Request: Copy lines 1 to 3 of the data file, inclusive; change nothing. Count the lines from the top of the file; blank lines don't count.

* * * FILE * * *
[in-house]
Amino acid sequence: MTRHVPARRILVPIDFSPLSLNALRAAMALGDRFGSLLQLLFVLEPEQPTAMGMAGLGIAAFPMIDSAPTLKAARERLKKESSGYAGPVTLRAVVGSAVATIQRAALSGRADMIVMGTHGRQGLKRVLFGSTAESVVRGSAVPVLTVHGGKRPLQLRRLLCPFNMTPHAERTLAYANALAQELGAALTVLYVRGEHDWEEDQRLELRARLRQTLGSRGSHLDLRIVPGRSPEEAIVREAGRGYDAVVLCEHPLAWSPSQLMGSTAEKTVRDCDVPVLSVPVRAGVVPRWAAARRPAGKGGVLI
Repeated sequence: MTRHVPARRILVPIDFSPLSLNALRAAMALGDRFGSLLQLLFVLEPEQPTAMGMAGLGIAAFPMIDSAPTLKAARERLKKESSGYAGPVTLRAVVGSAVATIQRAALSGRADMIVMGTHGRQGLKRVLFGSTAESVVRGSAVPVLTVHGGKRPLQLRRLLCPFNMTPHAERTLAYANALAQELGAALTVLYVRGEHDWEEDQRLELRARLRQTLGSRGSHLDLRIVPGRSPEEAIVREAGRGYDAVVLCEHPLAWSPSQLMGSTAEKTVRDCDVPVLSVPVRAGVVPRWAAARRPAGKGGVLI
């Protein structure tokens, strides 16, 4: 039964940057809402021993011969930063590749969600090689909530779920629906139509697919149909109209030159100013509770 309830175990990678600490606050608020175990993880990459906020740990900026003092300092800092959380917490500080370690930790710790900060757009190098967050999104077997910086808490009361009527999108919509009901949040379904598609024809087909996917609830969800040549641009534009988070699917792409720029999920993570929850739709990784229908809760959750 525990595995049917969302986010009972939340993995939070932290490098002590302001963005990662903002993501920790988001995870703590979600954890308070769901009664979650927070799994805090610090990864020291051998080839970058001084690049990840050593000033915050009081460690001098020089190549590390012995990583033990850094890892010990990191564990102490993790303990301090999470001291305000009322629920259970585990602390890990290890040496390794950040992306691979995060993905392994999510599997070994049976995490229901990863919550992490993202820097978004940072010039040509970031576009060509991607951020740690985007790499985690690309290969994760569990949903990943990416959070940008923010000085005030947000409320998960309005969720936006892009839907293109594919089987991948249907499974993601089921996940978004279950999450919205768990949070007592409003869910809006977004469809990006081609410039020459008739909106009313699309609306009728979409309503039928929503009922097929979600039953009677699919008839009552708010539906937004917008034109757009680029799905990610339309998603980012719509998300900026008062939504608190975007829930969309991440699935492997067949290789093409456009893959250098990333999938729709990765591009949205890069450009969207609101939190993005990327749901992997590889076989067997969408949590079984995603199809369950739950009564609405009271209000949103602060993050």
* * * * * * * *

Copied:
[in-house]
Amino acid sequence: MTRHVPARRILVPIDFSPLSLNALRAAMALGDRFGSLLQLLFVLEPEQPTAMGMAGLGIAAFPMIDSAPTLKAARERLKKESSGYAGPVTLRAVVGSAVATIQRAALSGRADMIVMGTHGRQGLKRVLFGSTAESVVRGSAVPVLTVHGGKRPLQLRRLLCPFNMTPHAERTLAYANALAQELGAALTVLYVRGEHDWEEDQRLELRARLRQTLGSRGSHLDLRIVPGRSPEEAIVREAGRGYDAVVLCEHPLAWSPSQLMGSTAEKTVRDCDVPVLSVPVRAGVVPRWAAARRPAGKGGVLI
Repeated sequence: MTRHVPARRILVPIDFSPLSLNALRAAMALGDRFGSLLQLLFVLEPEQPTAMGMAGLGIAAFPMIDSAPTLKAARERLKKESSGYAGPVTLRAVVGSAVATIQRAALSGRADMIVMGTHGRQGLKRVLFGSTAESVVRGSAVPVLTVHGGKRPLQLRRLLCPFNMTPHAERTLAYANALAQELGAALTVLYVRGEHDWEEDQRLELRARLRQTLGSRGSHLDLRIVPGRSPEEAIVREAGRGYDAVVLCEHPLAWSPSQLMGSTAEKTVRDCDVPVLSVPVRAGVVPRWAAARRPAGKGGVLI